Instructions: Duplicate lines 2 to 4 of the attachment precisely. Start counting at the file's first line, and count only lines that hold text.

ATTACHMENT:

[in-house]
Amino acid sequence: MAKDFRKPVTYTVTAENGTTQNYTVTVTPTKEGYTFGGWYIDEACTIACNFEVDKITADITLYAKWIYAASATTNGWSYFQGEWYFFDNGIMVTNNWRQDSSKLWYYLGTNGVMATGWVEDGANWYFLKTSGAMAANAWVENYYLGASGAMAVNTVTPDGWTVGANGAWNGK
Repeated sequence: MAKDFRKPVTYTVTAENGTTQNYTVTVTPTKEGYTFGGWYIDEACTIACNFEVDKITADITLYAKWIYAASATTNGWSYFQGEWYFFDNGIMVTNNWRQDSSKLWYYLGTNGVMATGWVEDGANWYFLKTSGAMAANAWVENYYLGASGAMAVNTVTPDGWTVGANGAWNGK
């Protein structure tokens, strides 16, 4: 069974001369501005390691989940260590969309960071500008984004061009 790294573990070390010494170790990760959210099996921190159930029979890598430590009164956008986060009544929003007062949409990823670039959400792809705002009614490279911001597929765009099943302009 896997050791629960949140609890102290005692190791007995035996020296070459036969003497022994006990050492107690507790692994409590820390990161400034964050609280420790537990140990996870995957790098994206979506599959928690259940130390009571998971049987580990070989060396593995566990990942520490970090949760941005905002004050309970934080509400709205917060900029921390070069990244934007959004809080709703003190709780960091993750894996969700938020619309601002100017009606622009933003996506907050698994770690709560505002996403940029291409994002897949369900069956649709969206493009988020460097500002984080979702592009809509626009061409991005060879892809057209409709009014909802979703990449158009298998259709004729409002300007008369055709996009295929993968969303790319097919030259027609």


Amino acid sequence: MAKDFRKPVTYTVTAENGTTQNYTVTVTPTKEGYTFGGWYIDEACTIACNFEVDKITADITLYAKWIYAASATTNGWSYFQGEWYFFDNGIMVTNNWRQDSSKLWYYLGTNGVMATGWVEDGANWYFLKTSGAMAANAWVENYYLGASGAMAVNTVTPDGWTVGANGAWNGK
Repeated sequence: MAKDFRKPVTYTVTAENGTTQNYTVTVTPTKEGYTFGGWYIDEACTIACNFEVDKITADITLYAKWIYAASATTNGWSYFQGEWYFFDNGIMVTNNWRQDSSKLWYYLGTNGVMATGWVEDGANWYFLKTSGAMAANAWVENYYLGASGAMAVNTVTPDGWTVGANGAWNGK
């Protein structure tokens, strides 16, 4: 069974001369501005390691989940260590969309960071500008984004061009 790294573990070390010494170790990760959210099996921190159930029979890598430590009164956008986060009544929003007062949409990823670039959400792809705002009614490279911001597929765009099943302009 896997050791629960949140609890102290005692190791007995035996020296070459036969003497022994006990050492107690507790692994409590820390990161400034964050609280420790537990140990996870995957790098994206979506599959928690259940130390009571998971049987580990070989060396593995566990990942520490970090949760941005905002004050309970934080509400709205917060900029921390070069990244934007959004809080709703003190709780960091993750894996969700938020619309601002100017009606622009933003996506907050698994770690709560505002996403940029291409994002897949369900069956649709969206493009988020460097500002984080979702592009809509626009061409991005060879892809057209409709009014909802979703990449158009298998259709004729409002300007008369055709996009295929993968969303790319097919030259027609």